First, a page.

Celebrating Emirati Women’s Day interviewing an authority on law matters

“Law was not my first or even second degree (I pursued)”  
Celebrating Emirati Women’s Day interviewing an authority on law matters
Fatima Balfaqeeh is the Founder of Balfaqeeh Advocates & Legal Consultants

In celebration of Emirati Women’s Day, Economy Middle East interviewed Fatima Balfaqeeh, founder of Balfaqeeh Advocates & Legal Consultants. She is a UAE-certified advocate specializing in arbitration, mediation, and business consulting.

Fatima is an Adjunct Lecturer in Law at Middlesex University Dubai and has over 20 years of experience working in government and semi-government entities in Abu Dhabi. She has extensive experience in commercial, legal, and operational matters across various sectors, including construction, finance, and banking.

She is a Chartered Arbitrator of the Chartered Institute of Arbitrators (CIArb), a member and Chartered Facilities Management Surveyor of the Royal Institute of Chartered Surveyors (RICS), and a Fellow of the Chartered Institute of Procurement and Supply Chain (CIPS).

Fatima founded her consultancy in 2018, which evolved into a fully-fledged law firm in 2023.

During the interview with Fatima just ahead of Emirati Women’s Day, we asked:

How and why did you choose a career in law?

I have always had an interest in Law, but it was not my first or even second degree, I chose to first study a Bachelor of Business Sciences minoring in Finance from Zayed University.

Then I did a Masters of Business Sciences in International Business. After working in the field of Contracts and Procurement and my involvement in Contracts Negotiations and Claims management, I decided to start my career in Arbitration and study for my bachelor’s in law. This was possible with dedication, finding the right mentors, and relying on my passion for education and the field. I aim to be a subject matter expert when it comes to dispute avoidance and dispute resolution in its alternative methods, such as mediation and arbitration or its traditional forms.

Read: Emirati Women’s Day 2023: Celebrating the trailblazers

Emirati Women's Day

Do laws in the UAE equally protect women’s rights in civil, commercial, or other types of legal conflicts, as they do men?

It is always a good reminder to take a look at the UAE Laws and the extent to which it guarantees the equal rights of men and women. This is not only evident in the UAE constitution, but also in all of the UAE government’s actions and conduct. The UAE has committed to gender balance in the workplace, where it is ranked in the top 25 countries globally that achieved national gender balance in accordance with the survey done by the UN Gender Inequality Index.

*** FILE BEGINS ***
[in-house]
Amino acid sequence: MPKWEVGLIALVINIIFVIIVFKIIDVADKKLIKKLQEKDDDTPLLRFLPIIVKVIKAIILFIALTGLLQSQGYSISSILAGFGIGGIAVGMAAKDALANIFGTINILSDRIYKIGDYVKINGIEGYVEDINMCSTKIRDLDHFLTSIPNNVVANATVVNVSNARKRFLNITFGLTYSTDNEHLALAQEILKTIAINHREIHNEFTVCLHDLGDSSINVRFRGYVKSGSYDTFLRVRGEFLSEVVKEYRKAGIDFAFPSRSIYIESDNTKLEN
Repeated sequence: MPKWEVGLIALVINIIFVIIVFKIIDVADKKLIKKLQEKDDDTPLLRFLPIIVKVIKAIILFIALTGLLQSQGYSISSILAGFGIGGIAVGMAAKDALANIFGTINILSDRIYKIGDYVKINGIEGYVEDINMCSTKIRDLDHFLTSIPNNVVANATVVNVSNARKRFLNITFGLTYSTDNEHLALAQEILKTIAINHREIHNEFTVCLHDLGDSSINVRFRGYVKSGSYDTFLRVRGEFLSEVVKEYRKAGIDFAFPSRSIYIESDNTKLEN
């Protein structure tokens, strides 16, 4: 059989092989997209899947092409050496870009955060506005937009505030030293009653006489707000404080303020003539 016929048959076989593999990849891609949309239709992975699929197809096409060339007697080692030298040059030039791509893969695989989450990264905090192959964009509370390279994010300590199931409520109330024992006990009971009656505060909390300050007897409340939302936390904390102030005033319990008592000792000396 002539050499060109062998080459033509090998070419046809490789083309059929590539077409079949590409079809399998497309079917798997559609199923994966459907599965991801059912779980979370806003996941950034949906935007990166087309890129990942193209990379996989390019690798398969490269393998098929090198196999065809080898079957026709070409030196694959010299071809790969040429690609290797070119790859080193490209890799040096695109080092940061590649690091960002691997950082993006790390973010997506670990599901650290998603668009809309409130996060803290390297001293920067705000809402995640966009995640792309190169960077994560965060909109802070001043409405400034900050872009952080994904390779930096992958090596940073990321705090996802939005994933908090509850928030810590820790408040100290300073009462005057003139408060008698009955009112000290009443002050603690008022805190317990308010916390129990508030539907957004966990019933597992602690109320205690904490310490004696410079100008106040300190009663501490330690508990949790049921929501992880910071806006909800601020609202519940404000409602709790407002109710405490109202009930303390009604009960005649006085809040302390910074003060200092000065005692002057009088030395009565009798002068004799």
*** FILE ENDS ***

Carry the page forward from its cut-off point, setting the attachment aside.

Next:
Moreover, the UAE has supported those efforts by issuing a number of legislations, such as the “Discrimination and Hatred” Law which prohibits all gender-based discrimination, allowing women to run and vote for political positions, updating the UAE labor law in 2021 to ensure women’s rights are protected during pregnancy, ensuring equal pay, and access to maternity leave for 12 weeks paid.

What support messages can you send to Emirati Women about a career in law?

Careers in law are becoming vastly diverse and widely acceptable in our society. Now we don’t only see women acting as lawyers, legal advisors, arbitrators, and mediators, but also judges in a lot of the circuits in the courts. If any woman has the passion to pursue law and wants to keep developing her craft and her knowledge, the sky is the limit to what she can achieve within this field.

When is the best time to choose to litigate when settling disputes, and when to arbitrate?

Litigation and arbitration are both available tools; it is up to the disputing parties to agree on which will be a better fit to resolve their disputes and get access to justice.

Litigation is the traditional way to resolve disputes through courts, which will go through 3 degrees of litigation, and the proceedings would be public and very accessible.

As for arbitration, it is a more confidential process that allows the parties to choose a specialized independent “judge” to be able to determine your dispute. However, the risk is that there are no degrees of litigation within arbitration – the final award is legally binding to both disputing parties.

The decision of whether to go to arbitration or litigation is best made when you are drafting the contract. It is advisable to speak to a lawyer specializing in dispute resolution at the time of drafting the contracts to explain all possible options.

Can you explain onshore and offshore courts and the advantages one has over the other in both litigation and arbitration?

The UAE is in a very unique position where we operate within a dual jurisdiction system. We have our onshore system, which uses our national and federal laws in the UAE that are based on the civil law principles and the national and federal courts that operate entirely in Arabic, versus, the offshore courts in Dubai International Financial Center (DIFC) and Abu Dhabi Global Market (ADGM) courts which are autonomous jurisdictions that operate an English common law legal system. Offshore has its own legal framework and it is a very popular choice for international businesses that operate within DIFC, ADGM, or even the UAE.

All of these options whether it is litigation within the UAE courts, the Offshore courts in DIFC and ADGM, or even Arbitration which is supported by the UAE’s Federal Arbitration Law 6/2018, have been created and provided by the UAE government to further establish our unique position of being an international economic and business hub offering different tools that work for all types of investments and provides re-assurance for all parties that their rights are protected and they can have access to justice in the method that better fits their business needs.

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